Impeachment brief: Conspiracy theories and fidget spinners
breaking AP

Impeachment brief: Conspiracy theories and fidget spinners

{{featured_button_text}}

Democrats argued that President Donald Trump sought a phony investigation of a political rival and pursued a discredited conspiracy theory about Ukraine, while restless senators played with a new toy Thursday during President Donald Trump's impeachment trial.

Highlights of Thursday's session and what's ahead as senators conduct just the third impeachment trial of a president:

'POLITICAL' INVESTIGATION: Pressing their case for a second day, Democrats said there was no evidence that former Vice President Joe Biden did anything improper in dealings with Ukraine. Rebutting a central Trump claim, Democrats said the president sought a political investigation of Biden by Ukraine to sway the 2020 election in his favor.

Similarly, Democrats said Trump and his allies, including his personal attorney Rudy Giuliani, pushed a bogus, Kremlin-pushed conspiracy theory that Ukraine, not Russia, meddled in the 2016 U.S. election.

PUTIN GETS RELIGION? Democratic senators laughed as Rep. Adam Schiff joked that Trump had "made a religious man out of Vladimir Putin,'' a reference to a comment by Putin last November: "Thank God,'' he told an economic forum in Moscow, "no one is accusing us of interfering in the U.S. elections anymore; now they're accusing Ukraine."

The discredited theory that blames Ukraine for interfering in the 2016 elections is no laughing matter, Schiff said, calling it central to the impeachment charges. Trump is accused of seeking the Ukraine investigation — and a probe of Joe Biden and his son, Hunter — for his own political benefit while holding back congressionally approved military aid as leverage.

FIDGET SPINNERS TO THE RESCUE: As senators sat through endless hours of arguments on impeachment, they found a new outlet to focus their attention: fidget spinners. Sen. Richard Burr, R-N.C., handed out the toys to his colleagues before Thursday's trial proceedings began. A fidget spinner is a small toy designed to be spun between the fingers, relieving stress or boredom.

SPEAKING UP OUTSIDE THE SENATE: While senators are pledged to silence during the trial proceedings — and deprived of their phones and other electronics — they are speaking out during breaks in the action.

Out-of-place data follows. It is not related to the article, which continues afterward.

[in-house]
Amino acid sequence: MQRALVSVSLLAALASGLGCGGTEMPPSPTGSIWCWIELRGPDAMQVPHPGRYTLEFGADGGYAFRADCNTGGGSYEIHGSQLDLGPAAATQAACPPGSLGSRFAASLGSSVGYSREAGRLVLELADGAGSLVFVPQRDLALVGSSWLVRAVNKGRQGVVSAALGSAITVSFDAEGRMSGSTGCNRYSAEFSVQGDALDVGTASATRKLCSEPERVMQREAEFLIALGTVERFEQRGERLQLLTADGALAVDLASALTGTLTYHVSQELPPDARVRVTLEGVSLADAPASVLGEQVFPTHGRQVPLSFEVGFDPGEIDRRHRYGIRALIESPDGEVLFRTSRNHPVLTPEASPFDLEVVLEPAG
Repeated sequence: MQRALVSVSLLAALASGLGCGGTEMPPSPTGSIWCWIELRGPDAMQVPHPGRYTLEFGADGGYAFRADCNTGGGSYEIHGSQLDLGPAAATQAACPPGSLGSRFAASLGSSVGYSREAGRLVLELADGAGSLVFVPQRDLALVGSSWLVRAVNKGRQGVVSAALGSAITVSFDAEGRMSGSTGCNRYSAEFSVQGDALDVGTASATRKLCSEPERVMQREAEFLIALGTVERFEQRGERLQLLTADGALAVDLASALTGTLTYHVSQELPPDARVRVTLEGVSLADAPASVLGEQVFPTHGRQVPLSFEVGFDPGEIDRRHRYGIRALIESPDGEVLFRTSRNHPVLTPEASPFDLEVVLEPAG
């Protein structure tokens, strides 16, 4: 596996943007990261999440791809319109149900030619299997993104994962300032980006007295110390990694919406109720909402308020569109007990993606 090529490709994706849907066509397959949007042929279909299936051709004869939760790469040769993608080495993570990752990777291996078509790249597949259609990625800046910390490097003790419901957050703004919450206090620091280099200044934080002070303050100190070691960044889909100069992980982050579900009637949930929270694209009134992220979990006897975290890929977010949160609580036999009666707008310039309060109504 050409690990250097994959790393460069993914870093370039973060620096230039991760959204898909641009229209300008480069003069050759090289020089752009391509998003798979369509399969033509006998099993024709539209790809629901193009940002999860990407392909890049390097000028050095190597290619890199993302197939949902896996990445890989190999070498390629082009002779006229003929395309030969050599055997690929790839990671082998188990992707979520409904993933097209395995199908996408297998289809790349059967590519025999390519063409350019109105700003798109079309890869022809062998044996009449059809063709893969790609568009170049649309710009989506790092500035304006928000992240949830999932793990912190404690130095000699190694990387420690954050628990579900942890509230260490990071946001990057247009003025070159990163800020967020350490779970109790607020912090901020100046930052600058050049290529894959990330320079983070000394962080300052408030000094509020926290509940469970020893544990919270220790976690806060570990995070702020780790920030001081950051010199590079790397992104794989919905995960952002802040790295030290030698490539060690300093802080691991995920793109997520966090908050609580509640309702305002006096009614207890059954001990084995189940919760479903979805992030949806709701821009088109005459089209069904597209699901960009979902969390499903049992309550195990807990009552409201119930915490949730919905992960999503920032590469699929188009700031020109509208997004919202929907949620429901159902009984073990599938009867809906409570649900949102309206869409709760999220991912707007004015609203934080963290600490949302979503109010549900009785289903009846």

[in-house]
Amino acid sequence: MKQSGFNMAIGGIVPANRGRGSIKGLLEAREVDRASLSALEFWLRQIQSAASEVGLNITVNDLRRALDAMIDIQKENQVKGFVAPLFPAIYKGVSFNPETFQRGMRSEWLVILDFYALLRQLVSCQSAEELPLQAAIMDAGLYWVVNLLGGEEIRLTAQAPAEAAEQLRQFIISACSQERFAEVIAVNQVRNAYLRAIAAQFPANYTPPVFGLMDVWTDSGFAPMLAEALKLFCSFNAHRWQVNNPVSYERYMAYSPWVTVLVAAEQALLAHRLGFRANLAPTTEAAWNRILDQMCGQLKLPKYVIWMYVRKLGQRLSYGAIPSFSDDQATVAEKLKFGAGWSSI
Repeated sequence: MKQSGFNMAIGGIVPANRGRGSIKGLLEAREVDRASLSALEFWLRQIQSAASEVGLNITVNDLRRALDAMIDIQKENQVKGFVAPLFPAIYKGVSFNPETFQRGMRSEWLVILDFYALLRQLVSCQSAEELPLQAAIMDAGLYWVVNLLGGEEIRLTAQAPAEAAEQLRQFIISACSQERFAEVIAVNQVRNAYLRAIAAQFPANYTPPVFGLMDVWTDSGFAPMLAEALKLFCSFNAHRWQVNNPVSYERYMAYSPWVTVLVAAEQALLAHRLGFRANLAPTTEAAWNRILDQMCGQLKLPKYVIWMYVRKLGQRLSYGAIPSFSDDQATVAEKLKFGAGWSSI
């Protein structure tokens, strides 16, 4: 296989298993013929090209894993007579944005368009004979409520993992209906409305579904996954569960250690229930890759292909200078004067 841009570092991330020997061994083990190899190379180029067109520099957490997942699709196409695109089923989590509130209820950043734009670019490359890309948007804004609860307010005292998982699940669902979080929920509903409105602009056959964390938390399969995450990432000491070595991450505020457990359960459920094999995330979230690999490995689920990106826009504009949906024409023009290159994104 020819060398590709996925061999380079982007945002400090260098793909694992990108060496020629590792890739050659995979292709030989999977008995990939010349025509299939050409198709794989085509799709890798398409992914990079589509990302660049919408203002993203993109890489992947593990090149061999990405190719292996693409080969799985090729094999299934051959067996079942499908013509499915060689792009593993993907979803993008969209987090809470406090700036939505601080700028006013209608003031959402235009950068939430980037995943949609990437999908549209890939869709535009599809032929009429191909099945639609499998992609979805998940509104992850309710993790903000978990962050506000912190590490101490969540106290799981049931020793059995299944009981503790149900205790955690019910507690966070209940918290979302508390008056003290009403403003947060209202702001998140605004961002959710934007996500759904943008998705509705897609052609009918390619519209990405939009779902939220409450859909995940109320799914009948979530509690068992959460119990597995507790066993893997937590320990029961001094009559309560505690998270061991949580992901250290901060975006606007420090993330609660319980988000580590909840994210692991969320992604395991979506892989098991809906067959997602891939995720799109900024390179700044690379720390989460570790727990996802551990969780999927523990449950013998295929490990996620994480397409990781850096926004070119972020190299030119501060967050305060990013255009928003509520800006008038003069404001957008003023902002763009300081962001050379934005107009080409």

Sen. Lindsey Graham, R-S.C., a top Trump defender, challenged the Democratic argument about the Bidens' dealings in Ukraine. The White House and some congressional Republicans have raised questions about Hunter Biden's lucrative job on the board of a Ukrainian natural gas company, and Joe Biden's successful efforts to force the firing of a corrupt Ukrainian prosecutor. There's been no evidence of wrongdoing by either Biden.

WHAT'S AHEAD: Democrats are expected to wrap up their arguments Friday, with Trump's legal team set to make its case for up to three days beginning Saturday. Jay Sekulow, a lawyer for Trump, deflected rumors that the defense may wrap up in a single day.

"We're going to use a sufficient amount of time to defend our case and point out the inconsistencies of their case. We're not going to run out the clock,'' he said. "I am confident that whether it is (completed) Saturday or Monday or Tuesday that the case will be made defending the president. I have no doubt.''

Read on for deeper coverage of all angles in the ongoing impeachment trial.

0
0
0
0
0

Get Government & Politics updates in your inbox!

* I understand and agree that registration on or use of this site constitutes agreement to its user agreement and privacy policy.

Related to this story

Most Popular

  • Updated

WASHINGTON (AP) — Two GOP governors are offering up their states to host the Republican National Convention — a day after President Donald Trump threatened to pull the convention out of North Carolina if that state’s Democratic governor doesn't assure him that the August gathering can go forward despite coronavirus fears.

  • Updated

CAPE CANAVERAL, Fla. (AP) — President Donald Trump’s plan to celebrate the first space launch of American astronauts from U.S. soil in nearly a decade on Wednesday hit a snag when the mission was postponed at the last minute because of bad weather. But the president said he plans on returning to Florida for Saturday's rescheduled launch.

  • Updated

WASHINGTON (AP) — President Donald Trump, the historically prolific tweeter of political barbs and blasts, threatened social media companies with new regulation or even shuttering on Wednesday after Twitter added fact checks to two of his tweets. He turned to his Twitter account — where else? — to tweet his threats.

  • Updated

WASHINGTON (AP) — Police fired pepper spray at demonstrators near the White House and the D.C. National Guard was called in as pockets of violence and vandalism erupted during a second straight night of protests over the death of George Floyd in Minneapolis and President Donald Trump's response to it.

  • Updated

WASHINGTON (AP) — President Donald Trump spent much of Sunday using Twitter as a bullhorn to urge “law and order” and tougher action by police against protesters around the country. Joe Biden quietly visited the site of protests in his hometown of Wilmington, Delaware, and talked to some of the demonstrators. Earlier, he wrote a post on Medium expressing empathy for those despairing about the killing of George Floyd.

  • Updated

WASHINGTON (AP) — Police fired pepper spray at demonstrators near the White House and the D.C. National Guard was called in as pockets of violence and vandalism erupted during a second straight night of protests over the death of George Floyd in Minneapolis and President Donald Trump's response to it.

Get up-to-the-minute news sent straight to your device.

Topics

News Alerts

Breaking News